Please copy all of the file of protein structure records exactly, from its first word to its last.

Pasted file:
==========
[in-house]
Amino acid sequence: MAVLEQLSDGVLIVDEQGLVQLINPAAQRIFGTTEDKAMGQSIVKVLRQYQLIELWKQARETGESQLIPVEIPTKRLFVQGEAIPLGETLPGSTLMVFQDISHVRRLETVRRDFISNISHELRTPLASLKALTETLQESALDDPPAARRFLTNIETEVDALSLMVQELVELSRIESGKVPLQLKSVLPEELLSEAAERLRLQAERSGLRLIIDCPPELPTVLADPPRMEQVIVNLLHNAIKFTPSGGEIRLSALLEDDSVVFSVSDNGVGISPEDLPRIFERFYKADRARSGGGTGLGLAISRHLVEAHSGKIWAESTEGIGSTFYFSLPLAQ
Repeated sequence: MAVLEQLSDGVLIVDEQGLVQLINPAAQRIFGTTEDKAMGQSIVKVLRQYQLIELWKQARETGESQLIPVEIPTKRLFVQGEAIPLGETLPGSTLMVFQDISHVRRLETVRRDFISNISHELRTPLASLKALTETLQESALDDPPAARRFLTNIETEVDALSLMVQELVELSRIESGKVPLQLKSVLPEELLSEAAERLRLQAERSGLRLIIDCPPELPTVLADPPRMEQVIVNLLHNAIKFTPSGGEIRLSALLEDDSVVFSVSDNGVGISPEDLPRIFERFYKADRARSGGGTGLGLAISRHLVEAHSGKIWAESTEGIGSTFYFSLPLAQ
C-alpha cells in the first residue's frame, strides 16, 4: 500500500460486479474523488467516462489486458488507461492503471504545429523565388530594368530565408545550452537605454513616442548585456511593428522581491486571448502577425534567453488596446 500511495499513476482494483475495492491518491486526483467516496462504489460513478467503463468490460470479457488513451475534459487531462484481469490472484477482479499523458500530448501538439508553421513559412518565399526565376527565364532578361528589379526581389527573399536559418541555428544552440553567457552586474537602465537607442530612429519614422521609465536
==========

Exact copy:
[in-house]
Amino acid sequence: MAVLEQLSDGVLIVDEQGLVQLINPAAQRIFGTTEDKAMGQSIVKVLRQYQLIELWKQARETGESQLIPVEIPTKRLFVQGEAIPLGETLPGSTLMVFQDISHVRRLETVRRDFISNISHELRTPLASLKALTETLQESALDDPPAARRFLTNIETEVDALSLMVQELVELSRIESGKVPLQLKSVLPEELLSEAAERLRLQAERSGLRLIIDCPPELPTVLADPPRMEQVIVNLLHNAIKFTPSGGEIRLSALLEDDSVVFSVSDNGVGISPEDLPRIFERFYKADRARSGGGTGLGLAISRHLVEAHSGKIWAESTEGIGSTFYFSLPLAQ
Repeated sequence: MAVLEQLSDGVLIVDEQGLVQLINPAAQRIFGTTEDKAMGQSIVKVLRQYQLIELWKQARETGESQLIPVEIPTKRLFVQGEAIPLGETLPGSTLMVFQDISHVRRLETVRRDFISNISHELRTPLASLKALTETLQESALDDPPAARRFLTNIETEVDALSLMVQELVELSRIESGKVPLQLKSVLPEELLSEAAERLRLQAERSGLRLIIDCPPELPTVLADPPRMEQVIVNLLHNAIKFTPSGGEIRLSALLEDDSVVFSVSDNGVGISPEDLPRIFERFYKADRARSGGGTGLGLAISRHLVEAHSGKIWAESTEGIGSTFYFSLPLAQ
C-alpha cells in the first residue's frame, strides 16, 4: 500500500460486479474523488467516462489486458488507461492503471504545429523565388530594368530565408545550452537605454513616442548585456511593428522581491486571448502577425534567453488596446 500511495499513476482494483475495492491518491486526483467516496462504489460513478467503463468490460470479457488513451475534459487531462484481469490472484477482479499523458500530448501538439508553421513559412518565399526565376527565364532578361528589379526581389527573399536559418541555428544552440553567457552586474537602465537607442530612429519614422521609465536